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The Wind from Nowhere - J.G. Ballard Ballards first novel is another apocalyptic story, this time about...well..a wind that came out of nowhere.

The premise is that the air around the world started moving as one in a westerly direction, slowly and getting faster and faster each day. At first mankind is merely inconvenienced by things like cancelled flights but gradually they are forced to batton down the hatches more and more as the wind picks up.

No one really knows what started this weather system or when it will stop. It seemed to me that Ballard kept it deliberately vague; at one point someone speculates upon some unlikely scientific explanation but then undermines it by saying it is just as likely to be an act of God to purge the world of our civilization. Indeed, it's nature is kept ambiguous througout leaving the reader wondering whether it's only purpose was to humble mankind, to show us that nature cannot be dominated.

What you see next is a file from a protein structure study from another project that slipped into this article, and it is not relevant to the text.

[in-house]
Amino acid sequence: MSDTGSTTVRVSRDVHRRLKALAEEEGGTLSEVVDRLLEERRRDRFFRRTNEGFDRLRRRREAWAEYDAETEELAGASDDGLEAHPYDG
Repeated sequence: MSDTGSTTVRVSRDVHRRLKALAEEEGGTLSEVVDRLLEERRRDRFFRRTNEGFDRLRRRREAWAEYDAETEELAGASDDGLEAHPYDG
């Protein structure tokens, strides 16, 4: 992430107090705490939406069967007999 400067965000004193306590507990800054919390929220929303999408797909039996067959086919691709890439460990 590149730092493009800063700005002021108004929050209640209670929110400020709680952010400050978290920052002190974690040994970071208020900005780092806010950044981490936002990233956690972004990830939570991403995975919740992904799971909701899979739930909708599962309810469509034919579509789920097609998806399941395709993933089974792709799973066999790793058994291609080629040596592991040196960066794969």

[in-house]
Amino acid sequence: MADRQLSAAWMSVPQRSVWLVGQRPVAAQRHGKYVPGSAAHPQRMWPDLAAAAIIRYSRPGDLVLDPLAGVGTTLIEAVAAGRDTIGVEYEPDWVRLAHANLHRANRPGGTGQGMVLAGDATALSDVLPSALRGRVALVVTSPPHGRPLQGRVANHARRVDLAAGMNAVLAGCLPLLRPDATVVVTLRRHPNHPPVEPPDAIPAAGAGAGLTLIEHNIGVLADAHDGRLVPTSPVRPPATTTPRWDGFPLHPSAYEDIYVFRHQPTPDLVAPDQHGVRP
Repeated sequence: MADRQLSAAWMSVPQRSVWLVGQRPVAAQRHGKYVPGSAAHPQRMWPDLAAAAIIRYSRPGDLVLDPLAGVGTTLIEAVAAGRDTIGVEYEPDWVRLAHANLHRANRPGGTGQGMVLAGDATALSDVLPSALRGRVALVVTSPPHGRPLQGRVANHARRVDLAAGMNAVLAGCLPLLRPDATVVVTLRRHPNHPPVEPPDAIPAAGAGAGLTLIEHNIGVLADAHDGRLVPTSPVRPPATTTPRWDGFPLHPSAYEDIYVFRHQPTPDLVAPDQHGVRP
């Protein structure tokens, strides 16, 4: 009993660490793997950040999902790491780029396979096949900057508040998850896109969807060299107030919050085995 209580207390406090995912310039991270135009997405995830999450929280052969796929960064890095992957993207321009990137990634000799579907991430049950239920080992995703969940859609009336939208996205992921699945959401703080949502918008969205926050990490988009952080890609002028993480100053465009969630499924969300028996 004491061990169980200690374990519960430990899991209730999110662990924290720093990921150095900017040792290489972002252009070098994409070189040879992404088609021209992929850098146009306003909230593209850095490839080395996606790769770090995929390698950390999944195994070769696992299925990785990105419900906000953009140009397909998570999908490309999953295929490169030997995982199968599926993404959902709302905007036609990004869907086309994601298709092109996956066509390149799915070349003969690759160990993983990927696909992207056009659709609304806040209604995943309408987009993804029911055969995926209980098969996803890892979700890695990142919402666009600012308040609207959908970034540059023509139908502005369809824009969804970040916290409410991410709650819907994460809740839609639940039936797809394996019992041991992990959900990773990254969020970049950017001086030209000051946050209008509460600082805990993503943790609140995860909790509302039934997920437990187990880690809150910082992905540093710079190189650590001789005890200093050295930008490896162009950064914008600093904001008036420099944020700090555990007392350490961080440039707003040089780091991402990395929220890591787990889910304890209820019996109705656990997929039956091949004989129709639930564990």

This seemed to me the most conventionally written of his novels that I have read in which he is only beginning to develop the themes that he would explore in more depth later on such as a shift in emphasis from the external events of the apocalypse to the internal, psycological reaction to these events. Early on in the story, one of the protagonists wonders whether this wind might not be a good thing, to breathe a breath of fresh air into our stale world although he ultimately rejects this position as it clears out all the good along with the bad. And at various points, characters seem to become transfixed by the wind, absorbed by it, unable and unwilling to tare themselves away even if it means their death.

This short book had a split narrative, leaving little space in which to develop the characters as much as it should have done to make us care more about them. I was also suprised by the level of apparent sexism which I don't normally associate with Ballard. Apparently he disliked this novel and tried to disown it later but I thought it was worth a read, even though it is not the best of his early apocalyptic novels.